You'll see Lucian's influence as well in the films of Terry Gilliam, especially in The Adventures of Baron Munchausen. The idea of a "King of the Moon" who rides on a three-headed vulture and casts asparagus-stalk spears is right out of the True History -- in part, this is Gilliam's fancy, but it's also because the original tales of Baron Münchausen penned by Raspé in the Eighteenth Century were richly plagiarized from other authors, Lucian chief among them.

So plunge in! Have fun! And remember, not a word of this is true!

The Adventures of Baron Münchausen

By varying accounts, Terry Gilliam's 1988 film The Adventures of Baron Munchausen is either one of the greatest fantasy films of all time, or an epic failure of almost cosmic proportions. There's no question that Gilliam's ambitious production plans clashed with the expectations of the film's producers, and that the set was -- as it often is in one of his films -- chaotic at times. Commercially, it was a failure (failure being defined as costing much more to make than it made in profits), but in retrospect, it remains one of his best and most delightful films.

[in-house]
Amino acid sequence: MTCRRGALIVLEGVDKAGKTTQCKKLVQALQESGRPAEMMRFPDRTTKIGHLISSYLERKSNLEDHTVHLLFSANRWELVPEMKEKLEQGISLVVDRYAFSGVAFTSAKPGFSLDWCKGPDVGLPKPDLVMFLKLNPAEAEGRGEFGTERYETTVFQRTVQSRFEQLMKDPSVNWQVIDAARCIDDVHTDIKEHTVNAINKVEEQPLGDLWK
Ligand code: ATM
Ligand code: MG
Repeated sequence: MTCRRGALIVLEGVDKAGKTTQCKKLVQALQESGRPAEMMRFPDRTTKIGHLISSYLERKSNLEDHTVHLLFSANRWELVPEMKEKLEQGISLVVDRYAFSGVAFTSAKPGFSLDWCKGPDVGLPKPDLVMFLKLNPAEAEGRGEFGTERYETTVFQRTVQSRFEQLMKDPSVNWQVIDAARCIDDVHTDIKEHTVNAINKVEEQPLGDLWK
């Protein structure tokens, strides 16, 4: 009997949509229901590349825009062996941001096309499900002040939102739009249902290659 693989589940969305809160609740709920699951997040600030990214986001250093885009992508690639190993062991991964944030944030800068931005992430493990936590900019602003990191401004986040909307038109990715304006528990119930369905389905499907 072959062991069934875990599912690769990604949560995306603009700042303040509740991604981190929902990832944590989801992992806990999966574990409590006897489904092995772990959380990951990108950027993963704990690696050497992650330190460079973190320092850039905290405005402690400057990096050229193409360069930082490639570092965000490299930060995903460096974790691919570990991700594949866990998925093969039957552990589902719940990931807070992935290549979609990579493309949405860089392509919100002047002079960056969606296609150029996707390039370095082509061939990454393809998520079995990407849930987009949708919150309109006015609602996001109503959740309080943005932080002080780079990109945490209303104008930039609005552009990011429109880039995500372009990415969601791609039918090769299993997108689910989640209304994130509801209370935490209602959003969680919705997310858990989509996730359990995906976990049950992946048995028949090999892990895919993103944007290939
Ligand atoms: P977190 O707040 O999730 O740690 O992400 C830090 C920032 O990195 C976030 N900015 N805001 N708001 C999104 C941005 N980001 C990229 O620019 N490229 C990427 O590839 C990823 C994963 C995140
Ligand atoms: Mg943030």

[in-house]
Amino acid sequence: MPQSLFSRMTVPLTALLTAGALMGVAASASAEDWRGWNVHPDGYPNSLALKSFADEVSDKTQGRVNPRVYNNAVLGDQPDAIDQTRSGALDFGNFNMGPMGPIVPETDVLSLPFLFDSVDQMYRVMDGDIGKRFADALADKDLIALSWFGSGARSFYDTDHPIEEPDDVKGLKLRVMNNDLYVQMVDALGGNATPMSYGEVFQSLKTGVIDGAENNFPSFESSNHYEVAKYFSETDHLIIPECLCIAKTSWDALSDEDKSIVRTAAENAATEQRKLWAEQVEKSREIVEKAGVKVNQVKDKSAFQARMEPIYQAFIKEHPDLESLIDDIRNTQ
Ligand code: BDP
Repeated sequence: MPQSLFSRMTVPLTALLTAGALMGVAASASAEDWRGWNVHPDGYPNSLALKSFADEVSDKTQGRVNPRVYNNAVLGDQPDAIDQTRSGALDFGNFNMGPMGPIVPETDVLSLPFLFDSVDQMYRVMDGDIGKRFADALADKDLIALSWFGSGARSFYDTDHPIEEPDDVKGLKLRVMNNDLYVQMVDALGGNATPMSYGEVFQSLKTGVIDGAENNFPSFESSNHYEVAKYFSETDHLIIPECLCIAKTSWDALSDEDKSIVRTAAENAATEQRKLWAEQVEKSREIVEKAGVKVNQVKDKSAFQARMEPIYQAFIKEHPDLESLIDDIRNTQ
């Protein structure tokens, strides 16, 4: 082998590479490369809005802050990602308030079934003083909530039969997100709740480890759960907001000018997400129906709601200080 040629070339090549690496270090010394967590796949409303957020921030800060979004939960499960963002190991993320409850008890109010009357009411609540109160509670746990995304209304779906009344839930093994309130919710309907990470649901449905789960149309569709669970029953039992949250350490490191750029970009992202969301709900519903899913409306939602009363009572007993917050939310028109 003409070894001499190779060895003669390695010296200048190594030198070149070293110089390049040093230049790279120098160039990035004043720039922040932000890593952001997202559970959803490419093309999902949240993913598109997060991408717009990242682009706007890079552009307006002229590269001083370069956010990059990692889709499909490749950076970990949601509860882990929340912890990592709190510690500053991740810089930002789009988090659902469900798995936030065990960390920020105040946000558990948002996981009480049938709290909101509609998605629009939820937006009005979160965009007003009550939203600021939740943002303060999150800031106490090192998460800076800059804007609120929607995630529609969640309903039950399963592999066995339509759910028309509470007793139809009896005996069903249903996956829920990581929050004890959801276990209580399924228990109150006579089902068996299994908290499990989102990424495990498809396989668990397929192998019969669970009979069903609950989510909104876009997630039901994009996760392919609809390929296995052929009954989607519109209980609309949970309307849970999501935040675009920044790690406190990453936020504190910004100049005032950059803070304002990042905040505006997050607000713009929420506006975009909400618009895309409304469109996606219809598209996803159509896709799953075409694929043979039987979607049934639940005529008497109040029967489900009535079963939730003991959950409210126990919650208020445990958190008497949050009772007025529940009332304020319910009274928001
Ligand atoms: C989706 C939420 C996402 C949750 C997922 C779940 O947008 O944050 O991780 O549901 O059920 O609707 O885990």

And one might have expected no less -- Münchausen, after all, was born from disaster, grew via prodigious invention and prodigious plagiarism, and was stranded for some time on the nursery bookshelf along with such congenial fellows as Gulliver's Travels and Robinson Crusoe -- none of which really belonged there. There was, in fact, a "real" Baron Münchausen, whose lively tales of his experiences in the Russian army in two of its campaigns agains the Turks gained modest fame. Then came Rudolf Erich Raspé, a man of some repute as a legitimate historian, who'd landed a job watching over a collection of gold medallions, some of which were later found missing. Fleeing from his employer, he landed on his feet in England, where -- as a member of the Royal Society -- he still had some friends of note. He secured a job overseeing mines in Cornwall, and while there wrote and published the first of his Münchausen tales, later adding more. His death in Ireland in 1794 (his grave is on the estate of Muckross House, hereditary home of the Guinness family) did nothing to stop fresh editions, and more stories, from accumulating in Münchausen's name.